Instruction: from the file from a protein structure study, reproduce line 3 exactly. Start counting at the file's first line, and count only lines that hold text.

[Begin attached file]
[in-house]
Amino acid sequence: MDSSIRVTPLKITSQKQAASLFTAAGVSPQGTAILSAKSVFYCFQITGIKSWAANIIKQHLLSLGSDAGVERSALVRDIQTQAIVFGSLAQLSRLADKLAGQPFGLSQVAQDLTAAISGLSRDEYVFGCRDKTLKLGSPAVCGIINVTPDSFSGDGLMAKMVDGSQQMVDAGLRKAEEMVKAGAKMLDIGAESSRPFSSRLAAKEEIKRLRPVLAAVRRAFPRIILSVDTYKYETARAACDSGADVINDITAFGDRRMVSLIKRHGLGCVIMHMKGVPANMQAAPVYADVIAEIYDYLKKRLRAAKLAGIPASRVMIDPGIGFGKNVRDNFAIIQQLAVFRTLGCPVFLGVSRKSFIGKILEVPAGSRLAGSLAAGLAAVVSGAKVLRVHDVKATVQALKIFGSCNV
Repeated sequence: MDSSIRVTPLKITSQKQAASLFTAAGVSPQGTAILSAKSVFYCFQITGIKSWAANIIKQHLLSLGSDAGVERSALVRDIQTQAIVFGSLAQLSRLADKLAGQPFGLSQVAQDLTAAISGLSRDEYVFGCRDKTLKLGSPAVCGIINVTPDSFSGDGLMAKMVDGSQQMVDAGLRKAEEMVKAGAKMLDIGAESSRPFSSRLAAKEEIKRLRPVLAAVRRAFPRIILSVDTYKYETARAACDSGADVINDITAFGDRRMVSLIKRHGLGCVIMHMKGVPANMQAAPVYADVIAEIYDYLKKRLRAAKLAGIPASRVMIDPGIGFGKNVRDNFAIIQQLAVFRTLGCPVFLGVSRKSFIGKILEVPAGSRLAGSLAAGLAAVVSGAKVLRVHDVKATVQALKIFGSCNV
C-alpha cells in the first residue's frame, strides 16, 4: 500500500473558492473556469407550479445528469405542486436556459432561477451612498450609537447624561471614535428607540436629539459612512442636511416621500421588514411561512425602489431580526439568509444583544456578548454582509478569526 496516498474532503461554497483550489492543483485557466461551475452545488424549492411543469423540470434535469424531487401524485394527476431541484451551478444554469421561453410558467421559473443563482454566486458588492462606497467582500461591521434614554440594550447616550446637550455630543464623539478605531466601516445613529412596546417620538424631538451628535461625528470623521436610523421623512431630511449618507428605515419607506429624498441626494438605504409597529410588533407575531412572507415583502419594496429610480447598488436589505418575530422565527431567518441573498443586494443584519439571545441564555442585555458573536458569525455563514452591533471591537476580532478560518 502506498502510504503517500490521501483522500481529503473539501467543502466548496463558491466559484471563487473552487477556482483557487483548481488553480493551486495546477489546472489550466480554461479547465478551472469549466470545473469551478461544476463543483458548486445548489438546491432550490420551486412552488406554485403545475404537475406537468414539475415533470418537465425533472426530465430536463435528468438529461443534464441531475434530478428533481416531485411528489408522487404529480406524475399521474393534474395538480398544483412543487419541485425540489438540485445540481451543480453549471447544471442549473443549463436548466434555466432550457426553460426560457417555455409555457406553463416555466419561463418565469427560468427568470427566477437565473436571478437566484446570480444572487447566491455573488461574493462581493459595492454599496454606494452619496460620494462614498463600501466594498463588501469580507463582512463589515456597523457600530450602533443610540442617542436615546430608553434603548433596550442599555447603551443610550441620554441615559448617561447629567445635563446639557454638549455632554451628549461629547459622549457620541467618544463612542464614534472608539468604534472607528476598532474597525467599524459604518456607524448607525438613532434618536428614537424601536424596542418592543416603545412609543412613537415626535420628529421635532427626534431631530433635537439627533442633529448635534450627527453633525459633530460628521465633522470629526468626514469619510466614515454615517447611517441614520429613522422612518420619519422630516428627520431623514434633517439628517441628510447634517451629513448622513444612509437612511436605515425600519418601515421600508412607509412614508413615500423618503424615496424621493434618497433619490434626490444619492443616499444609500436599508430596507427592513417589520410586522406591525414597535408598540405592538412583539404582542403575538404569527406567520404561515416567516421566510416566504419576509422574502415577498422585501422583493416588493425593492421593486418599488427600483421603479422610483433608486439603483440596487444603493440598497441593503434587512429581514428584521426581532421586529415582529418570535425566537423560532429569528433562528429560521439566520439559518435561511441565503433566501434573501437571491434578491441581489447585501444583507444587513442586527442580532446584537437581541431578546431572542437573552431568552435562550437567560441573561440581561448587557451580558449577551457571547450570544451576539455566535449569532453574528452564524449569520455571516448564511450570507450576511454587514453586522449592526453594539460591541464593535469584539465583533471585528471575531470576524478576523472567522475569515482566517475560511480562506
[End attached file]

Repeated sequence: MDSSIRVTPLKITSQKQAASLFTAAGVSPQGTAILSAKSVFYCFQITGIKSWAANIIKQHLLSLGSDAGVERSALVRDIQTQAIVFGSLAQLSRLADKLAGQPFGLSQVAQDLTAAISGLSRDEYVFGCRDKTLKLGSPAVCGIINVTPDSFSGDGLMAKMVDGSQQMVDAGLRKAEEMVKAGAKMLDIGAESSRPFSSRLAAKEEIKRLRPVLAAVRRAFPRIILSVDTYKYETARAACDSGADVINDITAFGDRRMVSLIKRHGLGCVIMHMKGVPANMQAAPVYADVIAEIYDYLKKRLRAAKLAGIPASRVMIDPGIGFGKNVRDNFAIIQQLAVFRTLGCPVFLGVSRKSFIGKILEVPAGSRLAGSLAAGLAAVVSGAKVLRVHDVKATVQALKIFGSCNV